Right-Sizing with Humility by Judi Hollis

judi hollis freedom from fear

One of the first things we are encouraged to do in recovery is to find a sponsor. Despite that “suggestion,” many of us debate and want to keep operating independently. Our egos think someone will want to help us—to see our potential and be eager to participate. Despite feelings of despair and neediness, we often believe we are so important that someone will gladly and gratefully offer their time, energy, encouragement and support.

Although we know sponsoring helps the sponsor as well, it is crucial for ongoing recovery that we right-size ourselves—physically, emotionally, and spiritually. Humility is the emotional and spiritual quality that allows us to be in a state of surrender. There’s something humbling about approaching a person and asking for their help. We admit that we cannot conquer this beast on our own and we need that person more than they need us. This is crucial—WE need THEM. It is difficult for many of us to ask for that help. I’ve seen some people refuse to ask anyone. I recently led a retreat where folks who considered themselves “old-timers” were surprised when I spoke so adamantly about the need for working with a sponsor. They had decided that reading the literature and trusting their own judgment was enough to help them survive—they stayed fat. Without humbling themselves to ask for help, some were even sponsoring others.

No one can identify with the humbling experience of asking for help if they are not continuing to do it themselves. It often concerns me when I see therapists minister to others while never undergoing their own therapy. Those in Al-anon know how easy it is to work on other people’s problems, rather than one’s own: it seems easy, but never works. When we experience for ourselves how difficult it is to work on our own problems, we have compassion with anyone who undertakes the difficult task of self-regeneration.

I was a hot-shot therapist when I first came to a place of surrender. I lectured, taught, and loved carrying the message of recovery—I was treating dignitaries and first ladies, thinking I had all the answers. However, for myself I had no answers and no ability to ask for help. I was still fat: I had education and information, ideas and solutions and an extra 70lbs under my belt. In this area, I had to admit I didn’t have a clue. My training dictated I should be able to fix myself—but I could not. This left me hostile and angry with myself while pushy and demanding toward those I tried to treat.

Asking for help exposes our vulnerabilities. In desperation, all the “know-how” we’ve accumulated is rendered useless. We might have all the answers on how to lose weight and, instead of helping ourselves, we pack on pounds of knowledge. We cannot think ourselves into right action, but the action of asking for help allows us to be teachable on a deeper level than intellect.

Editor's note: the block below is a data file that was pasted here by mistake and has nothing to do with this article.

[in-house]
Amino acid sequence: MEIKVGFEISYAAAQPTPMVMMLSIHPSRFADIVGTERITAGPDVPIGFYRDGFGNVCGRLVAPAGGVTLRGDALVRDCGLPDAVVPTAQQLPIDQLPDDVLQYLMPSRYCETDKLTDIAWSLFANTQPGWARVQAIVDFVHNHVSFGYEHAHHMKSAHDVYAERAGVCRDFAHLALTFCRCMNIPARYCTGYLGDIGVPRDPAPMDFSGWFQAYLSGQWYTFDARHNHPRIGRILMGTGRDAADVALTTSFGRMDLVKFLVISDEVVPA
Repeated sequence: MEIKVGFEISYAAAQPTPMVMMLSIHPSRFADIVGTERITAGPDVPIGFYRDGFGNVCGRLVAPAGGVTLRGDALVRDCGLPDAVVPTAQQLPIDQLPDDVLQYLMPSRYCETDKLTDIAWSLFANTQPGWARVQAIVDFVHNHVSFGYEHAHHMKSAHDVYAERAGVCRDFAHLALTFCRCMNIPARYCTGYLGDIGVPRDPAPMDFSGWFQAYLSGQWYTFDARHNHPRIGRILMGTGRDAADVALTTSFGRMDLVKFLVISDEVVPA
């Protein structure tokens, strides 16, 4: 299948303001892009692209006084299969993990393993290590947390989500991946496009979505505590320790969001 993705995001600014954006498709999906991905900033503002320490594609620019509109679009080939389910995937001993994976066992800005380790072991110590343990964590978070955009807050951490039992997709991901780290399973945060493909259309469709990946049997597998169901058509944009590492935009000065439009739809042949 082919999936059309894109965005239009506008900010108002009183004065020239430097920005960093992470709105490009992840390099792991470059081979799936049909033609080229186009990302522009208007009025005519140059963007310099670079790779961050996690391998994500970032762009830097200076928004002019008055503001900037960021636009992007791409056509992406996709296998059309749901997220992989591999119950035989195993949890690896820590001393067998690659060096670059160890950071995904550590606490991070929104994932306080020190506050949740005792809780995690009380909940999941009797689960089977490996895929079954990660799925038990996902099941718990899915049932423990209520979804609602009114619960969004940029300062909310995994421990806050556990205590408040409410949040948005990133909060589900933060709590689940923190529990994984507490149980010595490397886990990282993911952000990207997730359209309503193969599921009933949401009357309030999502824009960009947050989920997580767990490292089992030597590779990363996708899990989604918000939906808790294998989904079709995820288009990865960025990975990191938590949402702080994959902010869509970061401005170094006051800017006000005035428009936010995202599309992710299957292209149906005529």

As we begin working with our “selected” sponsor and navigating the steps, we learn to be accountable to another human being. We also get to see all the areas in which we’ve been lying to ourselves. We can’t see the deception until we put it out into the open with another person. We learn to humbly admit our mistakes (past and present), take action to right our wrongs, and embrace our humanity. We learn how to walk back into Macy’s and apologize to the sales lady for a bad attitude. These acts of humility re-focus our purpose and right-size our bodies and psyches. The act of apologizing can help us lose the weight!

Seeking that right-sized body might be the motivation for a change in lifestyle, but it is the process of surrendering that opens us up to all change. Humility is not about denying strengths and unique qualities that are precious and valuable. Humility is about acknowledging both our strengths and our weaknesses, and doing the best we can. We grow to appreciate that every human being is uniquely flawed and gifted. The ability to immediately admit wrongs is a sign of personal growth, humility, and integrity.

When we become honest with ourselves and concede that operating alone isn’t working, we ask for help and get busy with the work at hand. So please try to openly admit, “I need direction. I don’t know what to do.” That statement signals the beginning of surrender, acceptance, and recovery.

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